Inequality became the central theme in my work and academic practice from the first moment I embarked on it. And I never abandoned it. I wanted to understand why understanding itself is an object of inequality. Concretely, I wanted to understand why the story of an African asylum applicant was systematically misunderstood and disqualified by asylum officials in Belgium and elsewhere; why the stories of particular witnesses in the South African Truth and Reconciliation Commission were seen as “memorable” while others were forgotten or never taken seriously; why so many stories from the margins are considered not even worth the effort of listening to, let alone to record and examine; why some groups of people are not recognized as interlocutors, as legitimate voices that demand respect and attention, and so forth. This general concern took me, during my entire career, to the margins of societies I inhabited and worked in, and made confrontations with racism, sexism and other structural forms of inequality inevitable.

It also led to various practical decisions about how I organized my work. I will highlight three such decisions.

One. My experiences in African universities made me very much aware of the existence of several academic worlds, not the idealized one “academic community” sometimes invoked as a trope. And I decided to spend a lot of my efforts working with, and for the benefit of, what is now called the Global South. I am proud of official work I did with the University of the Western Cape in 2003-2008, where I coordinated a very big academic collaboration project on behalf of the Flemish Inter-University Council. UWC is a historically non-white university, and it still bore the scars of apartheid in 2003: the university was severely under-resourced and lacked the infrastructure as well as experience for building a contemporary research culture. Working in very close concert with the local university leadership – the most inspiring and energizing team of academic leaders I had ever met, and lifelong friends since – I believe we were able to turn the ship around. In the process I got to know a large community of amazing people who taught me a lot about what real commitment is – from Chancellor Desmond Tutu down to Allister, the man who acted as my fixer and driver whenever I was in Cape Town.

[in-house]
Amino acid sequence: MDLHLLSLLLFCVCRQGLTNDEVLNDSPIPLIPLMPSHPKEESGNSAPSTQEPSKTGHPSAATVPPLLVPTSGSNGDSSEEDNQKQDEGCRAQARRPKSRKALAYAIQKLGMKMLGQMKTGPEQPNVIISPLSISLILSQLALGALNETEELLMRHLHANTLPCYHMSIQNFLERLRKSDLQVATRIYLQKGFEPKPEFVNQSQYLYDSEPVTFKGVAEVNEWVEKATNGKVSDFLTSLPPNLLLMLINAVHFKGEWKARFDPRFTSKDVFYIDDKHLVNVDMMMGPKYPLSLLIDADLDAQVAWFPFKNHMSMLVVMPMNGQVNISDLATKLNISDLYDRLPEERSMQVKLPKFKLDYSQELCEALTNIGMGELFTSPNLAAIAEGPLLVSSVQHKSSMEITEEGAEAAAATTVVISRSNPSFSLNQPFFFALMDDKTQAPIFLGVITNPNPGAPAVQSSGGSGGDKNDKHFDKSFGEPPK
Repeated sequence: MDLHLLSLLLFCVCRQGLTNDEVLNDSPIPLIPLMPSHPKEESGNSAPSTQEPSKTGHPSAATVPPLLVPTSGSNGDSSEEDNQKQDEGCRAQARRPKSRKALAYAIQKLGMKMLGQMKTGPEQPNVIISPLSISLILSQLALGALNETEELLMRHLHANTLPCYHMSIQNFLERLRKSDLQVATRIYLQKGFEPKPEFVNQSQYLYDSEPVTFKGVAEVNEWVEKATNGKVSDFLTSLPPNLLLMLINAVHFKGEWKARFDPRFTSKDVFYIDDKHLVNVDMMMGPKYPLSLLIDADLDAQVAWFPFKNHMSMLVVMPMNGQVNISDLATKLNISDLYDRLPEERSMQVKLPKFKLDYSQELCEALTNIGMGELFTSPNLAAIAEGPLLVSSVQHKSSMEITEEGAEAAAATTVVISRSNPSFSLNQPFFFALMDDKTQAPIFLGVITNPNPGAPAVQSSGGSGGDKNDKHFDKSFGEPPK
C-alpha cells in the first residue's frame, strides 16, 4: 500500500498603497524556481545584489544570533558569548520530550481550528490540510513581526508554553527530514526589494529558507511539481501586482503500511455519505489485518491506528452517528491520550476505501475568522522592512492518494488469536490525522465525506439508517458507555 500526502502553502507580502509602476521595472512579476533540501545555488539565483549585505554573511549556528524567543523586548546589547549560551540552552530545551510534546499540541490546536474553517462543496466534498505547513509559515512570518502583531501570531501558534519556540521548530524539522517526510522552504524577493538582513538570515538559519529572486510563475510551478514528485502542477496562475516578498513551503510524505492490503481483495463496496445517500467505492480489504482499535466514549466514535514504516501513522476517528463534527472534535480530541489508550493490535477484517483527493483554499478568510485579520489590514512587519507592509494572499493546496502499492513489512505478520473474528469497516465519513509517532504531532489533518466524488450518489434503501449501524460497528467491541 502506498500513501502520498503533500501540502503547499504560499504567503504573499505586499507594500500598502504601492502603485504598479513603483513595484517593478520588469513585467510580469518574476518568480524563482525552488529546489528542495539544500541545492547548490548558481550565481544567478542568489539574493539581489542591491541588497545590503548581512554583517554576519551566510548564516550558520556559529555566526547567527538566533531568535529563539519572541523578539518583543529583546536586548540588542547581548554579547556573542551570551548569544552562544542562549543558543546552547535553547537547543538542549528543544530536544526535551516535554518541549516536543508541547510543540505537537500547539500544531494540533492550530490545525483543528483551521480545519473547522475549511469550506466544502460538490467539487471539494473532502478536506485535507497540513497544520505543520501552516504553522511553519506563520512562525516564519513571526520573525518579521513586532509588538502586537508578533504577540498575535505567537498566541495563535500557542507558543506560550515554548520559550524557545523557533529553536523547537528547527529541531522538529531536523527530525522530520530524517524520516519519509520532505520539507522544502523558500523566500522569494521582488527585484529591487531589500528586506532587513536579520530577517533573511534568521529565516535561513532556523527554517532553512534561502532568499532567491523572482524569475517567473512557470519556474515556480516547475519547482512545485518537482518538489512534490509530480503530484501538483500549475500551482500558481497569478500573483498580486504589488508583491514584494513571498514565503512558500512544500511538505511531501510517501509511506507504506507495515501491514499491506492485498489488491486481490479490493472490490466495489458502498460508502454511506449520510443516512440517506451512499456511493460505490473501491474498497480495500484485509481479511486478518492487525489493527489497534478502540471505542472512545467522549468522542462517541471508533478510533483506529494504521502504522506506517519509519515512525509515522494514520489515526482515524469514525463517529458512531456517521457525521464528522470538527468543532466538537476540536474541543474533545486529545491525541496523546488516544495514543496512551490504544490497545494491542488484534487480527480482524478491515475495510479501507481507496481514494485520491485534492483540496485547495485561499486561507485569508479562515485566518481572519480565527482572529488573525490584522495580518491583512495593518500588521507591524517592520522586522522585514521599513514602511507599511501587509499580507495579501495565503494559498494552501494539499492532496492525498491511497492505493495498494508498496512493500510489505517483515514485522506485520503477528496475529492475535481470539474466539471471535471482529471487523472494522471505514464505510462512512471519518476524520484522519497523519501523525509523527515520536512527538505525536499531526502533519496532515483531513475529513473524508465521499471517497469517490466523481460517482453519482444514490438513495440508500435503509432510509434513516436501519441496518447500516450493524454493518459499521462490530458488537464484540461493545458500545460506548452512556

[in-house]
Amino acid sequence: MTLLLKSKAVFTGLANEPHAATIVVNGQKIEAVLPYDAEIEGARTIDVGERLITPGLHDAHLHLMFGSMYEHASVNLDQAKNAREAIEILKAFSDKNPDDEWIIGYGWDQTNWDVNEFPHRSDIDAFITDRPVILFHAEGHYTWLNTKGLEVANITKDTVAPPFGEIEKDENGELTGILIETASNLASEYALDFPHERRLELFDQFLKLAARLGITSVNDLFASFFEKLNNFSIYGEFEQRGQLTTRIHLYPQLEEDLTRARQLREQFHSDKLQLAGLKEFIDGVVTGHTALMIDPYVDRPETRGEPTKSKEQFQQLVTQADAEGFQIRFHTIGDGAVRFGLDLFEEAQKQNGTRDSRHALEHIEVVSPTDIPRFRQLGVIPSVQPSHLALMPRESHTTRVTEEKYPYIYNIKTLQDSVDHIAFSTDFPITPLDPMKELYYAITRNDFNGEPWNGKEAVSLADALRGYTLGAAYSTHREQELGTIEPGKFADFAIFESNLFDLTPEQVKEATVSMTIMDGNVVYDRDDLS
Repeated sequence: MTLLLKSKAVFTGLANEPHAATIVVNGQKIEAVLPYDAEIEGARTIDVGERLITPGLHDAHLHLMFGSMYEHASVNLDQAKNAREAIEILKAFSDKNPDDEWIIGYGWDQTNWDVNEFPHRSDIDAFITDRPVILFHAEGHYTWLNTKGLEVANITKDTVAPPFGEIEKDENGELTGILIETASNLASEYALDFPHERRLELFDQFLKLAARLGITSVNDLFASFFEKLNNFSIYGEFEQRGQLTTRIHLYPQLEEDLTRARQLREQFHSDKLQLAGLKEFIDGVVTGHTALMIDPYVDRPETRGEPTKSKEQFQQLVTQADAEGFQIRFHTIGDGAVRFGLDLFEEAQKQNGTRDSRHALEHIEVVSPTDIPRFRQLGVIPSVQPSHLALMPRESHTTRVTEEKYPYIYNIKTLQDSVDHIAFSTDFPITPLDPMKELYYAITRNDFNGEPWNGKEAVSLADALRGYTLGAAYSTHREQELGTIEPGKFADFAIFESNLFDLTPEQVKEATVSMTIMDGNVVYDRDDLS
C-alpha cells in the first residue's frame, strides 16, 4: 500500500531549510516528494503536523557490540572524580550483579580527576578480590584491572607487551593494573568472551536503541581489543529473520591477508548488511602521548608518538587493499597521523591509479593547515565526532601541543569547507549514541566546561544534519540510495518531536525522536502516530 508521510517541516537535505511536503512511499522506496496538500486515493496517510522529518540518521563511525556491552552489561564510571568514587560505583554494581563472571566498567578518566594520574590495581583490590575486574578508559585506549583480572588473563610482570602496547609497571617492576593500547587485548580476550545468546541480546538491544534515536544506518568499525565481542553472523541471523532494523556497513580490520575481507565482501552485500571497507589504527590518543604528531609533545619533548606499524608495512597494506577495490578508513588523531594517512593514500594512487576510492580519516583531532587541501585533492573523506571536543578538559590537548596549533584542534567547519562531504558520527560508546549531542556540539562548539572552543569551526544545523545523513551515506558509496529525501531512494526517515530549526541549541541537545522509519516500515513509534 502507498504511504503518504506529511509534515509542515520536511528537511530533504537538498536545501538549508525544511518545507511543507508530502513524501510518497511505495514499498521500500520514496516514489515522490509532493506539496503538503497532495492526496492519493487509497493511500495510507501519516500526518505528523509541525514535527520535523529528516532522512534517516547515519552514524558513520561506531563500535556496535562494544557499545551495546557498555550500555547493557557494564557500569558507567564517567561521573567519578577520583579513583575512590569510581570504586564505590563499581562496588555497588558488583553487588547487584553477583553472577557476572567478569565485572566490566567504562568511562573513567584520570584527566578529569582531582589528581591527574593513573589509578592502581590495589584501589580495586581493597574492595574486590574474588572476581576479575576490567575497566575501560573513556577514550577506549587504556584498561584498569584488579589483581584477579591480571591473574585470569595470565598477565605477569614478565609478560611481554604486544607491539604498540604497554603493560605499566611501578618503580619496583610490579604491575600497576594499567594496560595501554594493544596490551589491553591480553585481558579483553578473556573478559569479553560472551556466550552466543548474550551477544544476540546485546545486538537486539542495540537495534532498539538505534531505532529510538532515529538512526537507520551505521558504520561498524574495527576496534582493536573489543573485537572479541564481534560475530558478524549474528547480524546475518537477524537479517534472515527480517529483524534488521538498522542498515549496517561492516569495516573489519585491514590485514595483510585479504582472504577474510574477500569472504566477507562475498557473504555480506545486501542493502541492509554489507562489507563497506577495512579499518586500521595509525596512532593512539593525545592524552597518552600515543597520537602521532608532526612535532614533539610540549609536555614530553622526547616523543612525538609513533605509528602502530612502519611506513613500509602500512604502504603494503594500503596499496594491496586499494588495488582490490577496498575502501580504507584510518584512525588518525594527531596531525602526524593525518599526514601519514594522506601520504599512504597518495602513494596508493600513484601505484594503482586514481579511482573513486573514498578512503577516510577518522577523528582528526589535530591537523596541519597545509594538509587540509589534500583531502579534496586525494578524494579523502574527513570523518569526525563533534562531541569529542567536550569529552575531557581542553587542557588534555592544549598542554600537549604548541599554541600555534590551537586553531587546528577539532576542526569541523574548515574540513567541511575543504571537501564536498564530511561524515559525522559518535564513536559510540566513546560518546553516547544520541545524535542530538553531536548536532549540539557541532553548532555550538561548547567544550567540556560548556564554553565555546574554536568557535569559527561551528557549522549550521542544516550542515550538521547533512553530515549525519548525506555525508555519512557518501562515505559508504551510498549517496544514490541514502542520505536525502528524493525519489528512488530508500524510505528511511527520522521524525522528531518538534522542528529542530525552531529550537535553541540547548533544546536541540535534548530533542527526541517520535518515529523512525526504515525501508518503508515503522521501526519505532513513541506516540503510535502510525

Informally, I did my best to work with and for scholars and institutions in the Global South, slowly building networks of contacts in several countries and trying to be of assistance in a variety of ways. The people I encountered through these networks usually didn’t have the money to travel to conferences where I appeared, nor the money needed to purchase my books. And this takes me to a second decision.

Two. I wanted to make my work available in open access and to create genuinely democratic mechanisms of circulation and distribution. Remember what I said earlier about science as a commons: I take that seriously. So, from very early on, I started series of working papers that enabled published high-quality material to circumvent the paywalls of commercial publishers. And as soon as the web became a factor of importance in our trade, I used it as a forum for circulation and distribution. Everything I write is first posted on a blog (this blog), and then usually moves to a working paper format in the Tilburg Papers in Culture Studies, before it finds its way into expensive journals or books. I also became an early mover on academic sharing platforms such as and ResearchGate. And I am proud to see that a large segment of those who read and download my materials are scholars from the Global South – those who can’t afford the commercial versions of my work.